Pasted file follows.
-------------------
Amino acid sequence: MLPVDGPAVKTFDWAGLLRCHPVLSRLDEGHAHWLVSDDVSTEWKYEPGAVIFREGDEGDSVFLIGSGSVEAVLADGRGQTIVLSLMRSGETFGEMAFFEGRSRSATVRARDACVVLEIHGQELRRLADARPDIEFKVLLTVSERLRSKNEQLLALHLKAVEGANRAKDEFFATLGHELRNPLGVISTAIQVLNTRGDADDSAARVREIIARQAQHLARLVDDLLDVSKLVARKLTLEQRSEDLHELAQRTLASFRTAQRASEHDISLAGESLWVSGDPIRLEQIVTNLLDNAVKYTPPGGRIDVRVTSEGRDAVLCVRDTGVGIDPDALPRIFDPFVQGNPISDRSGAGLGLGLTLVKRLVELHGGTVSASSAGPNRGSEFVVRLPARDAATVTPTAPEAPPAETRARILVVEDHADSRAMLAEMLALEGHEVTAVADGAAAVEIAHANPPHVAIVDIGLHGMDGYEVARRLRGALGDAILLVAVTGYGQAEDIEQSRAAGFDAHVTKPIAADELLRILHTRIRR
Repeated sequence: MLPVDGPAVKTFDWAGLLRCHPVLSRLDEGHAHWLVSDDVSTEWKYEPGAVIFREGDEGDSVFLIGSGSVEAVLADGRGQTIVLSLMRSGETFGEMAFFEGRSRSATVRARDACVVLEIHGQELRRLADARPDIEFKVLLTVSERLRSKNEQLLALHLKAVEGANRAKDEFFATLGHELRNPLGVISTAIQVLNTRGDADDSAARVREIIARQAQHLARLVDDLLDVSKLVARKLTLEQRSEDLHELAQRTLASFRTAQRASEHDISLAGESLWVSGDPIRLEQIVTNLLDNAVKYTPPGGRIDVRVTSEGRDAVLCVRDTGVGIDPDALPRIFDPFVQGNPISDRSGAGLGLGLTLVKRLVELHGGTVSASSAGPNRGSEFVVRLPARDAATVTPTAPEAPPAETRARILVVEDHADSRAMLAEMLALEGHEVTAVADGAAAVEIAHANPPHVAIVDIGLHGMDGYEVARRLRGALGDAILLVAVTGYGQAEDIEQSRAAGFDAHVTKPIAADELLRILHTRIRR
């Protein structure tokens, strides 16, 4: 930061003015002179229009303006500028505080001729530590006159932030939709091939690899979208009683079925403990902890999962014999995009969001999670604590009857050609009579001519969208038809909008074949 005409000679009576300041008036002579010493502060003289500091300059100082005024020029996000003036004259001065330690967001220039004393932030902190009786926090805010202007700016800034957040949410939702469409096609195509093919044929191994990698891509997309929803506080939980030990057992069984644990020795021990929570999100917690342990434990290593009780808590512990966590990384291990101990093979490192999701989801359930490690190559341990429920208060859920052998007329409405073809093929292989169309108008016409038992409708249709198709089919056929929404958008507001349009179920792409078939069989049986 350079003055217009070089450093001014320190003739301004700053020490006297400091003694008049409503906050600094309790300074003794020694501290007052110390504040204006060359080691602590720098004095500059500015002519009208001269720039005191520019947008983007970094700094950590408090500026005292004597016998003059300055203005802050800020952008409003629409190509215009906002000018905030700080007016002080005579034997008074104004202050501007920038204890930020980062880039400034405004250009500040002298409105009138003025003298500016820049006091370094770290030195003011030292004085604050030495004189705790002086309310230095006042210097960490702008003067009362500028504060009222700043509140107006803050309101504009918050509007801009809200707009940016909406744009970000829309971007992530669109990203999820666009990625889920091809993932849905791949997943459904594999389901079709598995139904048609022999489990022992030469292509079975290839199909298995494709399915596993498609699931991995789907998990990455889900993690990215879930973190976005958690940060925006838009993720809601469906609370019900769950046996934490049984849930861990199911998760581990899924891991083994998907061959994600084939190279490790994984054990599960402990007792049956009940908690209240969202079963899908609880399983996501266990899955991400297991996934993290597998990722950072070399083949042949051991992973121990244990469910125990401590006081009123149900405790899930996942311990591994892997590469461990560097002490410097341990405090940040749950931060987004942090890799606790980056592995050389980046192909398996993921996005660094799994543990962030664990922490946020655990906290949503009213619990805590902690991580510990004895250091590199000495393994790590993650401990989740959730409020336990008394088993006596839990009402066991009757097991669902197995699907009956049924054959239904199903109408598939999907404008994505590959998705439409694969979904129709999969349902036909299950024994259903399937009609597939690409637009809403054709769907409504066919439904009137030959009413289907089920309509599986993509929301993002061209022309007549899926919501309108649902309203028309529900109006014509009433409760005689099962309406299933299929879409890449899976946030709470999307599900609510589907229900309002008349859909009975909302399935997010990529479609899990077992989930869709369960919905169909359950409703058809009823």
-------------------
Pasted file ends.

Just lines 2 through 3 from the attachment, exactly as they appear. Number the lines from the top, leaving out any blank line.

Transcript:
Repeated sequence: MLPVDGPAVKTFDWAGLLRCHPVLSRLDEGHAHWLVSDDVSTEWKYEPGAVIFREGDEGDSVFLIGSGSVEAVLADGRGQTIVLSLMRSGETFGEMAFFEGRSRSATVRARDACVVLEIHGQELRRLADARPDIEFKVLLTVSERLRSKNEQLLALHLKAVEGANRAKDEFFATLGHELRNPLGVISTAIQVLNTRGDADDSAARVREIIARQAQHLARLVDDLLDVSKLVARKLTLEQRSEDLHELAQRTLASFRTAQRASEHDISLAGESLWVSGDPIRLEQIVTNLLDNAVKYTPPGGRIDVRVTSEGRDAVLCVRDTGVGIDPDALPRIFDPFVQGNPISDRSGAGLGLGLTLVKRLVELHGGTVSASSAGPNRGSEFVVRLPARDAATVTPTAPEAPPAETRARILVVEDHADSRAMLAEMLALEGHEVTAVADGAAAVEIAHANPPHVAIVDIGLHGMDGYEVARRLRGALGDAILLVAVTGYGQAEDIEQSRAAGFDAHVTKPIAADELLRILHTRIRR
């Protein structure tokens, strides 16, 4: 930061003015002179229009303006500028505080001729530590006159932030939709091939690899979208009683079925403990902890999962014999995009969001999670604590009857050609009579001519969208038809909008074949 005409000679009576300041008036002579010493502060003289500091300059100082005024020029996000003036004259001065330690967001220039004393932030902190009786926090805010202007700016800034957040949410939702469409096609195509093919044929191994990698891509997309929803506080939980030990057992069984644990020795021990929570999100917690342990434990290593009780808590512990966590990384291990101990093979490192999701989801359930490690190559341990429920208060859920052998007329409405073809093929292989169309108008016409038992409708249709198709089919056929929404958008507001349009179920792409078939069989049986 350079003055217009070089450093001014320190003739301004700053020490006297400091003694008049409503906050600094309790300074003794020694501290007052110390504040204006060359080691602590720098004095500059500015002519009208001269720039005191520019947008983007970094700094950590408090500026005292004597016998003059300055203005802050800020952008409003629409190509215009906002000018905030700080007016002080005579034997008074104004202050501007920038204890930020980062880039400034405004250009500040002298409105009138003025003298500016820049006091370094770290030195003011030292004085604050030495004189705790002086309310230095006042210097960490702008003067009362500028504060009222700043509140107006803050309101504009918050509007801009809200707009940016909406744009970000829309971007992530669109990203999820666009990625889920091809993932849905791949997943459904594999389901079709598995139904048609022999489990022992030469292509079975290839199909298995494709399915596993498609699931991995789907998990990455889900993690990215879930973190976005958690940060925006838009993720809601469906609370019900769950046996934490049984849930861990199911998760581990899924891991083994998907061959994600084939190279490790994984054990599960402990007792049956009940908690209240969202079963899908609880399983996501266990899955991400297991996934993290597998990722950072070399083949042949051991992973121990244990469910125990401590006081009123149900405790899930996942311990591994892997590469461990560097002490410097341990405090940040749950931060987004942090890799606790980056592995050389980046192909398996993921996005660094799994543990962030664990922490946020655990906290949503009213619990805590902690991580510990004895250091590199000495393994790590993650401990989740959730409020336990008394088993006596839990009402066991009757097991669902197995699907009956049924054959239904199903109408598939999907404008994505590959998705439409694969979904129709999969349902036909299950024994259903399937009609597939690409637009809403054709769907409504066919439904009137030959009413289907089920309509599986993509929301993002061209022309007549899926919501309108649902309203028309529900109006014509009433409760005689099962309406299933299929879409890449899976946030709470999307599900609510589907229900309002008349859909009975909302399935997010990529479609899990077992989930869709369960919905169909359950409703058809009823």